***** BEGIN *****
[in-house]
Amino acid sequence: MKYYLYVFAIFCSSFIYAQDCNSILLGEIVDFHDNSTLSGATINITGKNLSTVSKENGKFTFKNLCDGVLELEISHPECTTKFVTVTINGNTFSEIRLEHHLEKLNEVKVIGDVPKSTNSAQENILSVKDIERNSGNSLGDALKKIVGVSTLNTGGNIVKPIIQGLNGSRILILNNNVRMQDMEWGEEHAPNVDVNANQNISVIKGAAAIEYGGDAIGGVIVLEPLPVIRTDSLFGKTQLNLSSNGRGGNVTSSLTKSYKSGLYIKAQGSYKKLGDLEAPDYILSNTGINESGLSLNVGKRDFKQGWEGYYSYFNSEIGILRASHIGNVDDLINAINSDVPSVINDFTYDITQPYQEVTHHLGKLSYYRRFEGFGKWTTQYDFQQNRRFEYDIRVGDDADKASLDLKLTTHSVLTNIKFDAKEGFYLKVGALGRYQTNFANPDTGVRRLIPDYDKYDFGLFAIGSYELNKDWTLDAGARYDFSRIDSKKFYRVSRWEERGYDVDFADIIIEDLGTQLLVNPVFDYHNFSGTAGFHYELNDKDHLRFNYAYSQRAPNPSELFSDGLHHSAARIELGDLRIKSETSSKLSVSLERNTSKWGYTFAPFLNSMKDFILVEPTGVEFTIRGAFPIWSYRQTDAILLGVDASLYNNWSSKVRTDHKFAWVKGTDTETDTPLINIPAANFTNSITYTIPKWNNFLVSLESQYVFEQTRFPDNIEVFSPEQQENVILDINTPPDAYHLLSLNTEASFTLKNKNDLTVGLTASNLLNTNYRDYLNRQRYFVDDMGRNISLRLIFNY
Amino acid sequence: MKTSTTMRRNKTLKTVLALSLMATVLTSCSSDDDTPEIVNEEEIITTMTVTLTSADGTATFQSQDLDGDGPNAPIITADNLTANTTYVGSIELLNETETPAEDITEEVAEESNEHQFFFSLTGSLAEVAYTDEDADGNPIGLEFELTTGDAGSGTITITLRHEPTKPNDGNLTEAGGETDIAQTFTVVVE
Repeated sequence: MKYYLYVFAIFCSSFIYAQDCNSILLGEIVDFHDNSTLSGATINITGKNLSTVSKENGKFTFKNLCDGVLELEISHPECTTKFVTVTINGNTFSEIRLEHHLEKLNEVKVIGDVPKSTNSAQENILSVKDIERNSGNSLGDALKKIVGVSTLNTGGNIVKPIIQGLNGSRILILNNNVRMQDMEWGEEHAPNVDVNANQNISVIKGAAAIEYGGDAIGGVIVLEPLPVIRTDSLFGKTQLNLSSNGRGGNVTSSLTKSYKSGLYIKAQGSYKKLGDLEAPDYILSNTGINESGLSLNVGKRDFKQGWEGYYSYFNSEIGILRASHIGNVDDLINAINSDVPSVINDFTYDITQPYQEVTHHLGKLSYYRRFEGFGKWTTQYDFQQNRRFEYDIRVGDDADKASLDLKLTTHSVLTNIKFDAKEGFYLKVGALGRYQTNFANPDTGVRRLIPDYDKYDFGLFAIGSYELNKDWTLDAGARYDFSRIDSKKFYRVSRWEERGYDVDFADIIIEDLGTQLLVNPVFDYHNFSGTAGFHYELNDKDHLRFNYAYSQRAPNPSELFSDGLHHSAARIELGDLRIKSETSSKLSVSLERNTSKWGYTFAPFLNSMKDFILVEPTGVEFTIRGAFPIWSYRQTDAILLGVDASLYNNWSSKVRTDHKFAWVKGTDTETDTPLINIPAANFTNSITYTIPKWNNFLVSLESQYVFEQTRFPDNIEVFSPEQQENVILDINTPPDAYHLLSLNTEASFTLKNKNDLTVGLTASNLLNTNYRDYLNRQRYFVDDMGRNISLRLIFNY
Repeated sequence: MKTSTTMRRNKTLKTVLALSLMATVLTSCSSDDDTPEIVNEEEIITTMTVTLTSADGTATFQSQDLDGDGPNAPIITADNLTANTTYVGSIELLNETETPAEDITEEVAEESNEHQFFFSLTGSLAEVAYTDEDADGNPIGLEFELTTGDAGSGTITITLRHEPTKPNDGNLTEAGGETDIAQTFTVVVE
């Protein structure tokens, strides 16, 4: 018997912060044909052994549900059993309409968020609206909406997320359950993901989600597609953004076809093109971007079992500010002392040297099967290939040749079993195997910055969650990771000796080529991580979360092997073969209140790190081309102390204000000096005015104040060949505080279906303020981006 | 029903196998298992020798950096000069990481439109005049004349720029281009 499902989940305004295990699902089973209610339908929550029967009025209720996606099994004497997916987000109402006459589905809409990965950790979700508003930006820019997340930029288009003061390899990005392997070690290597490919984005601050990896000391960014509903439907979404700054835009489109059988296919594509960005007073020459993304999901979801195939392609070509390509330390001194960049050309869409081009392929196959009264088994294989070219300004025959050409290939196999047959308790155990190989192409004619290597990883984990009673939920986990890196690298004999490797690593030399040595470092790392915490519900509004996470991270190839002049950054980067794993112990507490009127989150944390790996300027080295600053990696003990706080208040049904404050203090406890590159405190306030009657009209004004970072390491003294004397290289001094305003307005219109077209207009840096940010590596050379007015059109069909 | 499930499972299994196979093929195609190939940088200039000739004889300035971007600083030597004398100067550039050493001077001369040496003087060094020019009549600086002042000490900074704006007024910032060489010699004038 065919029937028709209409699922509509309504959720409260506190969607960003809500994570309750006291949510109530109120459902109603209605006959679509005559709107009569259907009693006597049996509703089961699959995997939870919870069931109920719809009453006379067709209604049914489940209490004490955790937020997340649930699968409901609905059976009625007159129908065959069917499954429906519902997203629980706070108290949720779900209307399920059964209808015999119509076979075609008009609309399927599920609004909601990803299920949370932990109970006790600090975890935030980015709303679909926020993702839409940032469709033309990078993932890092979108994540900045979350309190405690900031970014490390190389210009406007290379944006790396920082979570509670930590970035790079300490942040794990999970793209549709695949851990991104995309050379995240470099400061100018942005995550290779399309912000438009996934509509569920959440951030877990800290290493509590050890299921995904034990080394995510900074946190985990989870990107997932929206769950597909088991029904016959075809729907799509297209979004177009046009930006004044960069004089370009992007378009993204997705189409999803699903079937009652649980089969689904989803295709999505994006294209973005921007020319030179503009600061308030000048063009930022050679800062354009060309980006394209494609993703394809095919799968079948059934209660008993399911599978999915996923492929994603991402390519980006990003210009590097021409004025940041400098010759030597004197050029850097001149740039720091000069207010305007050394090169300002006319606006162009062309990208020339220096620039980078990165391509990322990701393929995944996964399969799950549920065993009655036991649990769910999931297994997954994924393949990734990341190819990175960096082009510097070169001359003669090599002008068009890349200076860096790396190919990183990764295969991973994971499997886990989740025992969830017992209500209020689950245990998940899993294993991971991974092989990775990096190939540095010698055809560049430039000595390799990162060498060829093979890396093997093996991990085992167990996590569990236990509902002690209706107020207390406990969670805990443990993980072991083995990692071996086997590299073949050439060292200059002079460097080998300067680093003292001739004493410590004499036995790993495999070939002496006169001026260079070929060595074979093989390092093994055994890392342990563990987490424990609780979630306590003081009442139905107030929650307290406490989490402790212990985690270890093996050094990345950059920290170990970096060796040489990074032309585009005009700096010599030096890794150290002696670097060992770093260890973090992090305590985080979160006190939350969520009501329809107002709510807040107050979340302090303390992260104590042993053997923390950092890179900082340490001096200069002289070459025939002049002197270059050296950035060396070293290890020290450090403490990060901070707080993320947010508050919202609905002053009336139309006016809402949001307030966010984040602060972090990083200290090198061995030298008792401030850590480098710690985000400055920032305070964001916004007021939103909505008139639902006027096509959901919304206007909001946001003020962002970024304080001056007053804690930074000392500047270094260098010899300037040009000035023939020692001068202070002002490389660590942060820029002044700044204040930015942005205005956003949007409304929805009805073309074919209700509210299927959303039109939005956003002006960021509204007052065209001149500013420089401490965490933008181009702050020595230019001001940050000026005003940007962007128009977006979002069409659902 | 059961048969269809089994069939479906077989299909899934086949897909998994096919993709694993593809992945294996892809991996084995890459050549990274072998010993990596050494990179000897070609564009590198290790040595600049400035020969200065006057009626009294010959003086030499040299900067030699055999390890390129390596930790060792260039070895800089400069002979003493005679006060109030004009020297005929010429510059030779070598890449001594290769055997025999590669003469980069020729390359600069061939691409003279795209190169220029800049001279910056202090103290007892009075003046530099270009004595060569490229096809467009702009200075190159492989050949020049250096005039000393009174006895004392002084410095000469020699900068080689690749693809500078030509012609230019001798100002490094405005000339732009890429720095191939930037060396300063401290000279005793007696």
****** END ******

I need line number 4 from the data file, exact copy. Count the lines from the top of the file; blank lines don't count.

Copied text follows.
Repeated sequence: MKYYLYVFAIFCSSFIYAQDCNSILLGEIVDFHDNSTLSGATINITGKNLSTVSKENGKFTFKNLCDGVLELEISHPECTTKFVTVTINGNTFSEIRLEHHLEKLNEVKVIGDVPKSTNSAQENILSVKDIERNSGNSLGDALKKIVGVSTLNTGGNIVKPIIQGLNGSRILILNNNVRMQDMEWGEEHAPNVDVNANQNISVIKGAAAIEYGGDAIGGVIVLEPLPVIRTDSLFGKTQLNLSSNGRGGNVTSSLTKSYKSGLYIKAQGSYKKLGDLEAPDYILSNTGINESGLSLNVGKRDFKQGWEGYYSYFNSEIGILRASHIGNVDDLINAINSDVPSVINDFTYDITQPYQEVTHHLGKLSYYRRFEGFGKWTTQYDFQQNRRFEYDIRVGDDADKASLDLKLTTHSVLTNIKFDAKEGFYLKVGALGRYQTNFANPDTGVRRLIPDYDKYDFGLFAIGSYELNKDWTLDAGARYDFSRIDSKKFYRVSRWEERGYDVDFADIIIEDLGTQLLVNPVFDYHNFSGTAGFHYELNDKDHLRFNYAYSQRAPNPSELFSDGLHHSAARIELGDLRIKSETSSKLSVSLERNTSKWGYTFAPFLNSMKDFILVEPTGVEFTIRGAFPIWSYRQTDAILLGVDASLYNNWSSKVRTDHKFAWVKGTDTETDTPLINIPAANFTNSITYTIPKWNNFLVSLESQYVFEQTRFPDNIEVFSPEQQENVILDINTPPDAYHLLSLNTEASFTLKNKNDLTVGLTASNLLNTNYRDYLNRQRYFVDDMGRNISLRLIFNY